Carolina Wren

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The Carolina wren was a favorite even in colonial times. This Carolina wren can be lured to a bottle (see pic in photo's page) for a design used to attract nesting wrens in colonial Williamsburg. They often nest in strange places, like mailboxes, flower baskets and pockets on clothes that are hanging to dry.

Common Names: Carolina wren, mocking wren and Louisiana wren

Distinctive Markings: Stocky wren with white eye stripe and bright rusty brown plumage.

Distinctive Behavior: Sings year round and protects its territory all year.

Song: Loud varied song. Often heard as "tea kettle, tea kettle, tea kettle."

Backyard Favorites: One of the few wrens that visit bird feeders. Serve peanuts, suet, peanut butter and nutmeats.

Key Facts: Sizes, Breeding, Lifestyle, and Related Species:

Length: 5 1/2 in., including tail feathers
Wingspan: 7 1/2 in.

Eggs: 1-2, sometimes 3,  Speckled pink eggs
Days to leaving nest: 14 days
Broods:: up to 3 per year.
Spring & Summer

Habitat: Commonly four in brush and heavy undergrowth in forests, parks, wooded suburban areas and gardens.
Diet: Primarily spiders and insects; eats some berries and seeds.

Some feathers for thought:
While the house wren often gets the glory because of its coast to coast territory and cute "Jenny Wren" nickname. its Carolina cousin has a striking good looks and the lung power to make sure its not overlooked as a backyard favorite in the Southeast.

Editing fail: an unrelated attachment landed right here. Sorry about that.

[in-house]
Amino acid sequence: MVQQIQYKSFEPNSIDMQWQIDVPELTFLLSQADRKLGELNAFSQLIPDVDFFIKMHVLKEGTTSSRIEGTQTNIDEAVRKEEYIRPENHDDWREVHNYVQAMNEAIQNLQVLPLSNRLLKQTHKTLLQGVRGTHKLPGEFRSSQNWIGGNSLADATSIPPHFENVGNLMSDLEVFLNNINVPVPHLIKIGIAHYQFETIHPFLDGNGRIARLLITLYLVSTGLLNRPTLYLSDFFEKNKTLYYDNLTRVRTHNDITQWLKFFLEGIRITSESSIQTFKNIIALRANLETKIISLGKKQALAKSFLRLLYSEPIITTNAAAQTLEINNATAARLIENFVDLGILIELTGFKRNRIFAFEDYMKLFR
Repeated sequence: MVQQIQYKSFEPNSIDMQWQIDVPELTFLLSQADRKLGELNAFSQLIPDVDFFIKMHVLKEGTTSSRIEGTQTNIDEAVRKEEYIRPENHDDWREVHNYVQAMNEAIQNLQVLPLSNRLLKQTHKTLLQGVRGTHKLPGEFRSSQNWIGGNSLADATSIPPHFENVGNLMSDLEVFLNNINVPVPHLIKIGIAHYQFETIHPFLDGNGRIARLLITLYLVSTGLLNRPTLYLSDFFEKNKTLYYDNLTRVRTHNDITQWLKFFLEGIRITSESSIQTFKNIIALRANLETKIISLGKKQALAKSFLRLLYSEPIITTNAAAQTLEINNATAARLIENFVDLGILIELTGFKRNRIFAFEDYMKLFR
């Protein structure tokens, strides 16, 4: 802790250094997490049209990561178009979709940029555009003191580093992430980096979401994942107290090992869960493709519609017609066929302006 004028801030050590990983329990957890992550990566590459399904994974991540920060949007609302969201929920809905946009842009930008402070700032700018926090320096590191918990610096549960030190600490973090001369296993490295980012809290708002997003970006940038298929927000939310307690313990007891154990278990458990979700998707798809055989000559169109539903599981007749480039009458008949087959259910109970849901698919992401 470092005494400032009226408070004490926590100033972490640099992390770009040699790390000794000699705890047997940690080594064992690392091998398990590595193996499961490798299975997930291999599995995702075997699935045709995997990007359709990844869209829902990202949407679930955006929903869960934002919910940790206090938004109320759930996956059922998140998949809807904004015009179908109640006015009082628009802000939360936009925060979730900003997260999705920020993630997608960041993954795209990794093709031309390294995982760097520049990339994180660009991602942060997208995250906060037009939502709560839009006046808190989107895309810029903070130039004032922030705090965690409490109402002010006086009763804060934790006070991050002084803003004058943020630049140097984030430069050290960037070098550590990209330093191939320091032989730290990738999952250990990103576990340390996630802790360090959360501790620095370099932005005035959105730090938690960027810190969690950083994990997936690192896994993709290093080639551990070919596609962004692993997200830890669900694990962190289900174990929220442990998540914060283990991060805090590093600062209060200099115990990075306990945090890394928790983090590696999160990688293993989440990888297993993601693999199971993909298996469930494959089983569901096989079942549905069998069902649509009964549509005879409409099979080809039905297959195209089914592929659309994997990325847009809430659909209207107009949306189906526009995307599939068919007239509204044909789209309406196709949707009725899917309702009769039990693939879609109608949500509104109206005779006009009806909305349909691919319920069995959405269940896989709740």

Of the nine North American wrens, the Carolina wren is the friendliest around people, often nesting in back yards, and visit feeders. Carolina wrens have a way of finding nooks and crannies to build their nest In it does not take long for them to nest in mail boxes, stone walls, rafters etc.

Expanding their territory where at one time they were only found in southern areas. Inhabiting wooded and bushy areas in the southeast. Its named for South Carolina s its State Bird. (see Link for  information on South Carolina). But Carolina wrens will drift northward, during mild winters. Their territory expanded to include New England and upper Midwest, many bird don't survive hard winters.

Did You Know:
They like peanut butter.
 Its alarm note is unique, a distinct buzzing noise that some have compared to the sound of a thumb being rubbed against the teeth of a comb.

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